Home Depot (NYSE:HD) has made a habit out of edging past major operating and financial targets over the last few years, including core metrics like sales growth, profitability, and earnings. But there's arguably no forecast that the management team more consistently -- and dramatically -- overshoots than its goal for stock buyback spending.
In just the latest example of this trend at work, the home-improvement retailer recently said it plans to buy $6 billion of its stock in 2018 rather than the $4 billion it had predicted in late May.
The pattern and the payoff
The move fits a pattern that long-term shareholders have seen over and over again. The retailer entered the 2016 fiscal year predicting $5 billion of repurchase spending but ended up directing $7 billion, equating to roughly 90% of earnings, to that capital return channel.
Executives forecast $5 billion of buybacks last year, too, but the final number landed at $8 billion. Assuming Home Depot doesn't lift its goal again this year, the company will have spent $7 billion more than it originally projected on stock buybacks in just the last three fiscal years.
There are a few benefits for shareholders tied to this aggressive spending. The most direct is that it helps keep per-share earnings growing at a faster clip than net income -- thanks to the dramatic decrease in the number of shares outstanding. In fact, Home Depot's share base has dropped by nearly 20% in the last five years, which helped share profits jump 18% in 2016 while net income rose by only 13.5%. A similar story played out last year, with per share profits up 13% as net income expanded by 8.5%.
But executives are more interested in using stock repurchase spending to lift the company's core efficiency metric, return on invested capital. By directing cash toward lowering the share count, even with help from more debt, Home Depot has pushed this rate up to 35% of sales -- far higher than its best result before the housing market crisis hit just over a decade ago.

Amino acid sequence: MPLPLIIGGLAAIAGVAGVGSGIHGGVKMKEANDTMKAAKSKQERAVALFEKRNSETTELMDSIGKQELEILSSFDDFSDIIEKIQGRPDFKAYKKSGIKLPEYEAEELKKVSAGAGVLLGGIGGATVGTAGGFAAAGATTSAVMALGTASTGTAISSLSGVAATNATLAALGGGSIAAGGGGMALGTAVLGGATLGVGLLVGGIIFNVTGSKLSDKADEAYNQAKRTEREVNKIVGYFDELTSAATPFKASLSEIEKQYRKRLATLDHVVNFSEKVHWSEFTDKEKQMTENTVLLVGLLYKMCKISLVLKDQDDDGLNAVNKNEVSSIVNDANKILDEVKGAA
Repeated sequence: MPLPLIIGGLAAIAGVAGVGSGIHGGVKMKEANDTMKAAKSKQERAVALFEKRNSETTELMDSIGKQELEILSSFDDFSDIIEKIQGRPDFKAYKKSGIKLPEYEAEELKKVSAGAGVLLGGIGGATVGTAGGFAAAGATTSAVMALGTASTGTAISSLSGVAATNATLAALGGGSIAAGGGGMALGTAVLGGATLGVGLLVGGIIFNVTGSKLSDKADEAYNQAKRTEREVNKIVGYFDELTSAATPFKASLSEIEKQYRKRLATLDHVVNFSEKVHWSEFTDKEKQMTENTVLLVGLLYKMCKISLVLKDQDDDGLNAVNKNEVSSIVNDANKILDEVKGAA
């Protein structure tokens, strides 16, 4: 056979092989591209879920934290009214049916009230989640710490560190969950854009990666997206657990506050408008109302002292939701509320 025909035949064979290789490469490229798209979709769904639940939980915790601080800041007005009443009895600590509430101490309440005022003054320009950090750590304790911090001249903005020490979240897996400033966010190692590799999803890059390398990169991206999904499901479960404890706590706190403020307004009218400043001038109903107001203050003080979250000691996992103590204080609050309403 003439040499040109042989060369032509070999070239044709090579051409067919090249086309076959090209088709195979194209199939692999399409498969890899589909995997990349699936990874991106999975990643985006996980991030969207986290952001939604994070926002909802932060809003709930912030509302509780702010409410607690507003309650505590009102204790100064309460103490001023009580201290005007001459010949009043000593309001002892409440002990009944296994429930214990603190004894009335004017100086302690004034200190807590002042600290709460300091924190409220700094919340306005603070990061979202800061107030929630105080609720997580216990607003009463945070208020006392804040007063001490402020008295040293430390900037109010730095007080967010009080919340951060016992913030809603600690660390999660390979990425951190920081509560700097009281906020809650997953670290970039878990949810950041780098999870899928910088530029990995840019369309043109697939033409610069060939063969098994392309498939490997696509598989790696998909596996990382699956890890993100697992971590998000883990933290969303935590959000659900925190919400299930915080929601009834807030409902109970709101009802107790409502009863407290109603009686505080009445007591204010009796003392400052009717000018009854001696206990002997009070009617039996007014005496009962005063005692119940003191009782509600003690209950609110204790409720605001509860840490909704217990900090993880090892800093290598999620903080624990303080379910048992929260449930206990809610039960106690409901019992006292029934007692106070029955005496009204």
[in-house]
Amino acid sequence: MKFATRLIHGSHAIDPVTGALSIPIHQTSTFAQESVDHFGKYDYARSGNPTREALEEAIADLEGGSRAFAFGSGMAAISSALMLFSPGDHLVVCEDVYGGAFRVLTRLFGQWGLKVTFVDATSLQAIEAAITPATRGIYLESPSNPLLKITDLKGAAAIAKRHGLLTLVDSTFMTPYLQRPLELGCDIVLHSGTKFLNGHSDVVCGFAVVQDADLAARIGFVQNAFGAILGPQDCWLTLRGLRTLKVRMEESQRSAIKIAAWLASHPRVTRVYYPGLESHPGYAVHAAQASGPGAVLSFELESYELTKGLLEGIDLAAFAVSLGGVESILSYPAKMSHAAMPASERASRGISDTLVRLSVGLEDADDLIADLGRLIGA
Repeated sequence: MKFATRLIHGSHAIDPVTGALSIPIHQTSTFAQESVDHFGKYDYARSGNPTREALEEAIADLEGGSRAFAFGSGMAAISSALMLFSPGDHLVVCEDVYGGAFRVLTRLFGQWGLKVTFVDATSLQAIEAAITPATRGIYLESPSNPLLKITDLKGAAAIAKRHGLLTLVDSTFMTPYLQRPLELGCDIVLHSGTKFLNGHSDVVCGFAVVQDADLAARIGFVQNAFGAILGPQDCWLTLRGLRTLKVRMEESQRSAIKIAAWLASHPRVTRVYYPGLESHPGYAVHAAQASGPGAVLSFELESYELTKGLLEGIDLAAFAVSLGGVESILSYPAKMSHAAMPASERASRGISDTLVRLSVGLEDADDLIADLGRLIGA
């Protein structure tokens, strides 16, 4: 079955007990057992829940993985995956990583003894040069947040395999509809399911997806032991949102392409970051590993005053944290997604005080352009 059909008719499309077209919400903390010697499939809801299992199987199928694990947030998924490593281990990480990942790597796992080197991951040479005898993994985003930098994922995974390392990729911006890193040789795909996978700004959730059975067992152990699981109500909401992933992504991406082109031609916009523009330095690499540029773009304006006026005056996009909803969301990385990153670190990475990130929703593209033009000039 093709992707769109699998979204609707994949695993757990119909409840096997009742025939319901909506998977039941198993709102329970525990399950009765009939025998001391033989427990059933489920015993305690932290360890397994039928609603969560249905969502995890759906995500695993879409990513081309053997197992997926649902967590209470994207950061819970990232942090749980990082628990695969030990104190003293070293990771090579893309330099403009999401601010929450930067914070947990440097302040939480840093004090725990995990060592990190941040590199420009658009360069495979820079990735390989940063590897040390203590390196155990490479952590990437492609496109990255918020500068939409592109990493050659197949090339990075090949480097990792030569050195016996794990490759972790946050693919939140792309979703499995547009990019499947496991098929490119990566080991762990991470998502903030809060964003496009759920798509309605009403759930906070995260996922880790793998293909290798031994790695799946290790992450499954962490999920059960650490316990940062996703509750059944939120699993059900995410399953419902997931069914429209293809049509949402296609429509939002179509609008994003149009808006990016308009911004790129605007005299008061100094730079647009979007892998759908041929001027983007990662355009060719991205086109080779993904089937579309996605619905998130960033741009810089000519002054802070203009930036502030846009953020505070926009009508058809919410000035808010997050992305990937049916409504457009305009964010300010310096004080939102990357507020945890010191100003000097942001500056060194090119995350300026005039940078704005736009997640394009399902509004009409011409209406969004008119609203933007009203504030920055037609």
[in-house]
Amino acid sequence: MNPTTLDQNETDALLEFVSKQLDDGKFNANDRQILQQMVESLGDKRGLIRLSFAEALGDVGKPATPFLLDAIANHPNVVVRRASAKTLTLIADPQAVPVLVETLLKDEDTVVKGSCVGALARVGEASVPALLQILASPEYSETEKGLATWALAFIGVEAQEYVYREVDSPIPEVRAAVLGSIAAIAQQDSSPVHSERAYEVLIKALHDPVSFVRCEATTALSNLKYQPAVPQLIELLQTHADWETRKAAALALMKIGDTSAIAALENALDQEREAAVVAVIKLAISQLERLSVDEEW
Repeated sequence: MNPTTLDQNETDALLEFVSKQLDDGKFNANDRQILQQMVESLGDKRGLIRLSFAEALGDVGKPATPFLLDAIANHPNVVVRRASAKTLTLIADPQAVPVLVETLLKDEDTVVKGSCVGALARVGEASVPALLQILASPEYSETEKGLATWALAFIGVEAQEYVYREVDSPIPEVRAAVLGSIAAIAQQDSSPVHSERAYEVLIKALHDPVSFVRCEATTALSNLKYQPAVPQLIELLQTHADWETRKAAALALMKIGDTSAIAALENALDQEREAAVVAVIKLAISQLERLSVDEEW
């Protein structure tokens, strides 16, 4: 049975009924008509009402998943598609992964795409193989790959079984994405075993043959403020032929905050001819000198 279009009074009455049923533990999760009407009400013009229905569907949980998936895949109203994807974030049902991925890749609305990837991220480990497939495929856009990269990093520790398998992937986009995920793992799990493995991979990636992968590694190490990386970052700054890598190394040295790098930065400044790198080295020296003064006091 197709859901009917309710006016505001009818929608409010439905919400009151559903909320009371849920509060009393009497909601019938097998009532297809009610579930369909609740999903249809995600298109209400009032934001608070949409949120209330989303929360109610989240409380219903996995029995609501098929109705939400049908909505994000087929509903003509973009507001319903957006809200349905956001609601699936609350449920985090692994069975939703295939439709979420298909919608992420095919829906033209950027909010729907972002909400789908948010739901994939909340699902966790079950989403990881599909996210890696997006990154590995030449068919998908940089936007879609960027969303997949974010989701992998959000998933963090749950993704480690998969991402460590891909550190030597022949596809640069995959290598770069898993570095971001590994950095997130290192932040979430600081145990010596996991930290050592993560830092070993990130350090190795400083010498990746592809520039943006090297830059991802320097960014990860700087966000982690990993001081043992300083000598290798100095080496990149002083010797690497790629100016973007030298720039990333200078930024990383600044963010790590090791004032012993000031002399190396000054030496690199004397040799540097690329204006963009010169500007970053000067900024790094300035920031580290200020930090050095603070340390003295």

The bigger return picture
Home Depot is an aggressive dividend payer, which is its other main channel for direct shareholder returns. It targets a payout of 55% of annual earnings, compared to just 35% for rival Lowe's.
After that threshold is met, executives have chosen to direct most excess cash toward buybacks. And while the business requires plenty of capital investments on things like store remodels and a broader e-commerce infrastructure, its store footprint is steady and so those requirements aren't especially taxing. Thus, any additional resources that management can secure tend to go mostly toward stock repurchases.
Low interest rates in the prior few fiscal years meant that debt was cheap for Home Depot to acquire, and that played the biggest role in lifting its stock buyback goal. Earnings spiked last year, too, thanks to the happy combination of surprisingly strong sales growth and extra demand from hurricane rebuilding efforts.
Those particular trends might not repeat this year. But, with half of fiscal 2018 behind it, Home Depot appears poised to log healthy customer traffic growth even as its tax liabilities plunge. Management is responding to that brightening outlook the same way it has in each of the last few years: by allocating more cash toward reducing the retailer's outstanding share count.